A majority of Americans now support the tax cuts passed by Republicans in Congress and signed into law by President Donald Trump at Christmastime, a new poll finds.
The poll conducted by The New York Times/SurveyMonkey found that 51 percent say they approve the tax cut, while 46 percent say they disapprove.
The survey results are part of a trending upswing in favorability for the tax cuts, including a Monmouth University survey that found support jumped from 26 percent in December to 44 percent in late January.
When Trump signed the Tax Cuts and Jobs Act into law, the tax reform package had 37 percent approval, the SurveyMonkey poll shows.
“Public opinion is moving in the direction of this bill,” Jon Cohen, chief research officer for SurveyMonkey, told The New York Times. “Considering where it was, it is dramatically different.”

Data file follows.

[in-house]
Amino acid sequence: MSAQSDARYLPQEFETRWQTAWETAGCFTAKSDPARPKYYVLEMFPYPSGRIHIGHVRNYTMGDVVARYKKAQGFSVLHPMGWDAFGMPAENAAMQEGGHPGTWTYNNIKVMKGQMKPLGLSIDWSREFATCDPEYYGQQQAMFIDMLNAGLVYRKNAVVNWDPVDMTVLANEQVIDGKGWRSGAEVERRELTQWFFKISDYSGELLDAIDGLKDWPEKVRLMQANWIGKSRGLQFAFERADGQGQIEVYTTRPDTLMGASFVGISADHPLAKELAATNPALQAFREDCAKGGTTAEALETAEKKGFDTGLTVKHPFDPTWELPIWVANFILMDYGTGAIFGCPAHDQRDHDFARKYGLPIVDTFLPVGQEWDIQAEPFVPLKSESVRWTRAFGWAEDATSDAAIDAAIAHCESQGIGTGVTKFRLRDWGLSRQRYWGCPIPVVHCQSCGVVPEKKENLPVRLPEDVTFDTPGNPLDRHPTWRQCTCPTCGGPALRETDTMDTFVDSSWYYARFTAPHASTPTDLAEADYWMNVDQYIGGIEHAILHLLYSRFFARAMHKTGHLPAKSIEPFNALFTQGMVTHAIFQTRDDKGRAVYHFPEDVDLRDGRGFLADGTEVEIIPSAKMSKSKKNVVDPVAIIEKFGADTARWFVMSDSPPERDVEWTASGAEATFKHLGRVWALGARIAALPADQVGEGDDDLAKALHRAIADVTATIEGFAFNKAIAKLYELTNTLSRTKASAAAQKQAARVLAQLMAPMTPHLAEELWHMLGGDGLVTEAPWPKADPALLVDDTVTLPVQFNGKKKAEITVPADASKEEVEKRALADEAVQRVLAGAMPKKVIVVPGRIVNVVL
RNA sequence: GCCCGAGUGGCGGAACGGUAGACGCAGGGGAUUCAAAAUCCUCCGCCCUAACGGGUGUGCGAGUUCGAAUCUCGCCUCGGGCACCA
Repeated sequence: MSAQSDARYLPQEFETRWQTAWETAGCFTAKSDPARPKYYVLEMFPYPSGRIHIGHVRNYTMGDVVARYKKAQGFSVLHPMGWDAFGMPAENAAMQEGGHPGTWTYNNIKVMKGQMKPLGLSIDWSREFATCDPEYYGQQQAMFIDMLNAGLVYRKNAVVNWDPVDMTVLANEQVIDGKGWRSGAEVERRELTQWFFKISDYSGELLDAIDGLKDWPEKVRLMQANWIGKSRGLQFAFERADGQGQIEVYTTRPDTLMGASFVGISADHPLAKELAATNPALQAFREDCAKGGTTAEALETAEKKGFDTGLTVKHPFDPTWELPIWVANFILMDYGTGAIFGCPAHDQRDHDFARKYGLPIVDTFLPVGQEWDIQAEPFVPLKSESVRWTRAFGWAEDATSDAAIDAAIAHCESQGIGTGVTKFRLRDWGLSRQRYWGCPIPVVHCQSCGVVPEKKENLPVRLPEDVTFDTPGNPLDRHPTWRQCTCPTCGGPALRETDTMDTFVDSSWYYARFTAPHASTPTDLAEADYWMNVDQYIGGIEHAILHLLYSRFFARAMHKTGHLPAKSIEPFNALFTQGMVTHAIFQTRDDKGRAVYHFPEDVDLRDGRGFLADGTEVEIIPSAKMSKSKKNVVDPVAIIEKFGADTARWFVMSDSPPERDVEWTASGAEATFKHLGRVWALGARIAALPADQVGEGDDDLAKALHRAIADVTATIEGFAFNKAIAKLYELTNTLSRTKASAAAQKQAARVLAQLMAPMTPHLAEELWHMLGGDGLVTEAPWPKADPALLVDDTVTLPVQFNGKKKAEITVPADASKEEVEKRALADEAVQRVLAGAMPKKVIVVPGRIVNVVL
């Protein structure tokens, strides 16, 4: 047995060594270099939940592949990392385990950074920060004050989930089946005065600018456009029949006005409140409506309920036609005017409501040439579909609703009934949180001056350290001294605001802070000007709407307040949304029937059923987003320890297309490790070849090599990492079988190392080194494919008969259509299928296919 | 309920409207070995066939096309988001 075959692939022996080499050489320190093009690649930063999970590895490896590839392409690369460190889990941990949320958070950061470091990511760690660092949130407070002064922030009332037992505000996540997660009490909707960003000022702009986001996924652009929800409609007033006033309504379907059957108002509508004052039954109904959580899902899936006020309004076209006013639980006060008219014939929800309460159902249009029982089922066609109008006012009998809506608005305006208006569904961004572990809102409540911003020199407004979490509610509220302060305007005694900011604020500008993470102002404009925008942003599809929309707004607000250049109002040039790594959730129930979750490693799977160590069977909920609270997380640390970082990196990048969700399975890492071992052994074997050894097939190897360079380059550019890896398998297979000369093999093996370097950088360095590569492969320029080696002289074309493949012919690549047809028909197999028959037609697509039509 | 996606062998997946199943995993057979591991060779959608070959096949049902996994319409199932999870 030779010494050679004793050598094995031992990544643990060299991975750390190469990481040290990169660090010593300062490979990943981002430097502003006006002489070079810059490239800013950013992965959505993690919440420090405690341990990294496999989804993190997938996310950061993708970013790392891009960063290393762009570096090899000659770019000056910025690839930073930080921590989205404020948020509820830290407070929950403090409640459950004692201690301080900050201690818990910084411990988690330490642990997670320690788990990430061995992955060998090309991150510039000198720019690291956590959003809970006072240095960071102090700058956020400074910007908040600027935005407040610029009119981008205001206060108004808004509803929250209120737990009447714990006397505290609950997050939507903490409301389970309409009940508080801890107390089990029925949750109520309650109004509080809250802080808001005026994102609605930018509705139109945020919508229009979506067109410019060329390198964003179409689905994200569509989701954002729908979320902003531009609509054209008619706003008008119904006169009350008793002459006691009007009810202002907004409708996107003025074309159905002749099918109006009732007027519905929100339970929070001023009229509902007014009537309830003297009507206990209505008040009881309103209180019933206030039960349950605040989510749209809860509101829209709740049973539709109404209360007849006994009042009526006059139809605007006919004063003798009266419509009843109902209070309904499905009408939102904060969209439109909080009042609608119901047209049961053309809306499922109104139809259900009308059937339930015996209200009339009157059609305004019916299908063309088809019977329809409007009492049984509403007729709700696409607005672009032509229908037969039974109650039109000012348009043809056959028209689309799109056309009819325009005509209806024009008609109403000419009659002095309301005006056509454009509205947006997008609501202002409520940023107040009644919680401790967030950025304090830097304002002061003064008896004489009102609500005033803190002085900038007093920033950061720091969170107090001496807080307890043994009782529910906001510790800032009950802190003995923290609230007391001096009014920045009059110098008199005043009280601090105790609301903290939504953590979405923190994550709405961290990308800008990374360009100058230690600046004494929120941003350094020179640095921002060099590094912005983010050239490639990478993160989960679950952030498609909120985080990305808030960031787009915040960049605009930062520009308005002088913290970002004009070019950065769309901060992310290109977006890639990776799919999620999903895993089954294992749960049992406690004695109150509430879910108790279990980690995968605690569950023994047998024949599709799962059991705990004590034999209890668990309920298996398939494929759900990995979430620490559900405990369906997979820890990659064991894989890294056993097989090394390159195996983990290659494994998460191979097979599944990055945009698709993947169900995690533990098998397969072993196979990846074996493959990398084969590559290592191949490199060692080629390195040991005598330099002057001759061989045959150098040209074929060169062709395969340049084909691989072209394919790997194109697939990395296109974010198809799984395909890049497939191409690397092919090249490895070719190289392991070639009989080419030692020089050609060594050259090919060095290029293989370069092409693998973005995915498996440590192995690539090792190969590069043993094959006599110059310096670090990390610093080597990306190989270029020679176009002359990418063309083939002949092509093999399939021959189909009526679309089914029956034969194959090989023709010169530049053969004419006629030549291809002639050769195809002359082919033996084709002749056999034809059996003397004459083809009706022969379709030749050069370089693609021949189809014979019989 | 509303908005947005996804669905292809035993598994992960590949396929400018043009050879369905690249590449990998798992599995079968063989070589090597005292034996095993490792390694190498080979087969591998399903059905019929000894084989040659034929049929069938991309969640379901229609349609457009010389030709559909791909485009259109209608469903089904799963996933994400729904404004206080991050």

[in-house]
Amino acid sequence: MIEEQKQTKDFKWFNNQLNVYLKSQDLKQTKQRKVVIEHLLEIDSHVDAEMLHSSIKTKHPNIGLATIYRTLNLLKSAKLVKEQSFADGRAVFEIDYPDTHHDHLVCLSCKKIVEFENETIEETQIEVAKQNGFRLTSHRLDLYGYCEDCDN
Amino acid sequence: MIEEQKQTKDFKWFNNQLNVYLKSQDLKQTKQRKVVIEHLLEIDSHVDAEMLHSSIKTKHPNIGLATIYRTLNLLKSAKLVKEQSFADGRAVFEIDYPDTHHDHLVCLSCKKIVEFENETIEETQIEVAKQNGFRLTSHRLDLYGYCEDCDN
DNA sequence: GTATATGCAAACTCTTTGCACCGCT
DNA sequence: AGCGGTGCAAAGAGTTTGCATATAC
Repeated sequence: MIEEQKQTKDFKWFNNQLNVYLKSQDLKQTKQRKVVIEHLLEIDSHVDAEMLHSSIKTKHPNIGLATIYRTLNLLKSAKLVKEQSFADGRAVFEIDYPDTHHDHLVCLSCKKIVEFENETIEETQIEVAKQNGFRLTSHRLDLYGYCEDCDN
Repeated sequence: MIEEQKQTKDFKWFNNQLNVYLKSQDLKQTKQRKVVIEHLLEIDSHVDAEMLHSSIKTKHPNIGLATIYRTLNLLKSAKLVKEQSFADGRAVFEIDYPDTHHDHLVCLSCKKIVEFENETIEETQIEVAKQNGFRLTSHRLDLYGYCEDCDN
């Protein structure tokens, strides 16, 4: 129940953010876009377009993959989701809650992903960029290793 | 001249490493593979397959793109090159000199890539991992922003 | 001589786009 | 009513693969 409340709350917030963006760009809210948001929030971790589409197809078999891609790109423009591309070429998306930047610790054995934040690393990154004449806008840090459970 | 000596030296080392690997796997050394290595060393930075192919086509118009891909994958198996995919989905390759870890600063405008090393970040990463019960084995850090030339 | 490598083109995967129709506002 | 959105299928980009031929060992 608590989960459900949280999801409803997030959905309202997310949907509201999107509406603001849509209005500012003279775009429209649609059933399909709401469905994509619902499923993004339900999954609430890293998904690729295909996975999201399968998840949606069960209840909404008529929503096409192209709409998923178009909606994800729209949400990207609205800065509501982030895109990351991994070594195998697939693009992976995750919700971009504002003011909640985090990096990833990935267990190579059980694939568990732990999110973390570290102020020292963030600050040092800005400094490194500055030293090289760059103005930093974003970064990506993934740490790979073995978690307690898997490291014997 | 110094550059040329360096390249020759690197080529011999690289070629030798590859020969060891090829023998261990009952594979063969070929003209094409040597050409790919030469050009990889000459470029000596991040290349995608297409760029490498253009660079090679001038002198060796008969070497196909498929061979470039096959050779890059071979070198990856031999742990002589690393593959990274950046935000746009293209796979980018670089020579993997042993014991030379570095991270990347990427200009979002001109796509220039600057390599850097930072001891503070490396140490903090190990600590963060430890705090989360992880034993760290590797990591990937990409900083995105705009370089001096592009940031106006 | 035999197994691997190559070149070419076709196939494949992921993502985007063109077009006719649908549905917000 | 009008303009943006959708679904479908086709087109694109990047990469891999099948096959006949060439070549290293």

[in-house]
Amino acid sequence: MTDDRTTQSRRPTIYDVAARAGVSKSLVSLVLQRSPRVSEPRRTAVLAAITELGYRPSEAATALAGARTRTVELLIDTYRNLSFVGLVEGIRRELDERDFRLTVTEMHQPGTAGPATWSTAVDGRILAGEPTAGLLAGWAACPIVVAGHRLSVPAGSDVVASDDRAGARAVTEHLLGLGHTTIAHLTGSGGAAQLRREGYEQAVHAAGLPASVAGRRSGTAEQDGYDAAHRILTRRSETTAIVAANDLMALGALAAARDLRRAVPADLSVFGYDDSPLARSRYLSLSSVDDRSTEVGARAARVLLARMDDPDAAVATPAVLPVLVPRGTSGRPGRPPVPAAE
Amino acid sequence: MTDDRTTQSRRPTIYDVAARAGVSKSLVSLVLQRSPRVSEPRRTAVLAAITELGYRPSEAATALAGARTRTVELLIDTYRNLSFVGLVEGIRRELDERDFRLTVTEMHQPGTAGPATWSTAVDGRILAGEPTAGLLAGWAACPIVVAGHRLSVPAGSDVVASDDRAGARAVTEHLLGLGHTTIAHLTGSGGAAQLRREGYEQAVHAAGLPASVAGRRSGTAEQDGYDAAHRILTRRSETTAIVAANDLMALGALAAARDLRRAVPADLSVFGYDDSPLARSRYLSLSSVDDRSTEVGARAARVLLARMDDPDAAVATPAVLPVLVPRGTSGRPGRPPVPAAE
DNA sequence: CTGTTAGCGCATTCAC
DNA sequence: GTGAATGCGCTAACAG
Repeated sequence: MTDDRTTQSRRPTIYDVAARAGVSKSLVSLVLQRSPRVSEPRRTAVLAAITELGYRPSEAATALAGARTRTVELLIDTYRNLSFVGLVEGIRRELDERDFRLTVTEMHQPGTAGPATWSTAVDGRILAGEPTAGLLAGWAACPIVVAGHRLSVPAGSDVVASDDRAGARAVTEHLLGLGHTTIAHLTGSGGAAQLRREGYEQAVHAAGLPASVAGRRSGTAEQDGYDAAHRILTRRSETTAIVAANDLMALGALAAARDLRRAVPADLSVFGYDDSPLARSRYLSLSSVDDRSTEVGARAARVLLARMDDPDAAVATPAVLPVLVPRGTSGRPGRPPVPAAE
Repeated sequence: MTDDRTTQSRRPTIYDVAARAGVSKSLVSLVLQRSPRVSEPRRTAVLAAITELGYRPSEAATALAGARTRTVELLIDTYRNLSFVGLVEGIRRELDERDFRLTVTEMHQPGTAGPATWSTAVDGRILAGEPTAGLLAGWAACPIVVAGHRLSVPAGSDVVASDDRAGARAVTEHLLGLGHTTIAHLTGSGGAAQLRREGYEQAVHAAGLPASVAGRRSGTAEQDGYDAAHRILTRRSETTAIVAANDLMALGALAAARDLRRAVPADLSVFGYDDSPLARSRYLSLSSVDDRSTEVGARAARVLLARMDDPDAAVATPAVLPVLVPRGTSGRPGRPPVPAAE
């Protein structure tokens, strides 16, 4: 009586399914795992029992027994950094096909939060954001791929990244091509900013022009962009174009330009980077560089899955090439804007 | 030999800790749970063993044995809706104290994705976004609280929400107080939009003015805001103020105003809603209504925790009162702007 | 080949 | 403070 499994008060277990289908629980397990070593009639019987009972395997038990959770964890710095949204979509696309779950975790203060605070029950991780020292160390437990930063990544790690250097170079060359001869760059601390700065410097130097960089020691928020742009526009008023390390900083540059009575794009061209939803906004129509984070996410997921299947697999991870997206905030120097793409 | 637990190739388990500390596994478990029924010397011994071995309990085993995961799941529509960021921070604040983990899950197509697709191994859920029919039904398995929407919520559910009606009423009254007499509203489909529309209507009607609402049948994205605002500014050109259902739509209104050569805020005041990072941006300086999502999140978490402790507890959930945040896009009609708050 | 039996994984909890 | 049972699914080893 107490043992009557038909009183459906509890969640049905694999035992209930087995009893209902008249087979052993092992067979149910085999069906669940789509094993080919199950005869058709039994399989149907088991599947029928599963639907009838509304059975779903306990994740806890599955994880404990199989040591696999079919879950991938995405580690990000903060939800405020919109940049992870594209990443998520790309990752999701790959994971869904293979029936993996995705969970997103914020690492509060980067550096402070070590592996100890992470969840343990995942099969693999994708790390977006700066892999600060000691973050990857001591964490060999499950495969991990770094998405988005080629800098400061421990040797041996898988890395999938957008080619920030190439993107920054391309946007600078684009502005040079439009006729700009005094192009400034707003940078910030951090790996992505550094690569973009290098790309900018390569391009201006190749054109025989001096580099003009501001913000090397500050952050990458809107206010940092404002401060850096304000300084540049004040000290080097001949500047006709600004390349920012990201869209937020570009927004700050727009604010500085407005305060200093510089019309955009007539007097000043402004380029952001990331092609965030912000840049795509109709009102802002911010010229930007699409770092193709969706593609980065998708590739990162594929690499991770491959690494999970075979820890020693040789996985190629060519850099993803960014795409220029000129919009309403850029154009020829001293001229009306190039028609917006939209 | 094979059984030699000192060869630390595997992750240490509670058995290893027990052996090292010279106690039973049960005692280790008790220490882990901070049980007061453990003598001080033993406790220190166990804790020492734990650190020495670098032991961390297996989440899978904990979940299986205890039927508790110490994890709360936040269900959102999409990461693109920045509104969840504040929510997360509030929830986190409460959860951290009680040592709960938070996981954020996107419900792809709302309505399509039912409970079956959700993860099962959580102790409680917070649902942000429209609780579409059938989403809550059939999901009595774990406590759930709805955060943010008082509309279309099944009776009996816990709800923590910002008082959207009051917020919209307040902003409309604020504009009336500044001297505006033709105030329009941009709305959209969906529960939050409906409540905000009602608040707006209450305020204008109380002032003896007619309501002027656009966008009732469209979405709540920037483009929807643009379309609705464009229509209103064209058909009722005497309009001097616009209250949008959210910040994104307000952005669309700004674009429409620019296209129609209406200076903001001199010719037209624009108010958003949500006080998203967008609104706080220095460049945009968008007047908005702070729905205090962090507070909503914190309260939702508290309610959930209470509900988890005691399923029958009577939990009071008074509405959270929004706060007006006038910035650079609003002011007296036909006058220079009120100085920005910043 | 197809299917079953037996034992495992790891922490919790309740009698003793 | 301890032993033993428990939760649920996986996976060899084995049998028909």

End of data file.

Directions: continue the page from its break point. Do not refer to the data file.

Support for the law among Democrats more than doubled, from just 8 percent to 19 percent. Disapproval among Democrats declined from 90 percent to 79 percent.
But despite the increasingly favorable attitude, only 14 percent of those polled said they expect a raise as a result of tax reform and 8 percent said they expect a bonus or bigger bonus.
The survey of 10,255 adults, conducted from Feb. 5 to 11, had a margin of error of plus or minus 1.5 percentage points.
In a related development, confidence among small businesses hit a record high, according to a separate survey by CNBC/SurveyMonkey.
Small business confidence rose from 57 percent to a record high of 62 percent, the largest quarter-to-quarter move since CNBC and SurveyMonkey began measuring last year.
“Everyone seems to be a little more upbeat,” Gina Coats, a project manager for a plumbing company in Springfield, Missouri, told the Times. “[The tax cut is] causing people to let go of their money a little more easily.”
Coats said she is using the extra money to get her roof fixed, a project that’s been on her to-do list for a while.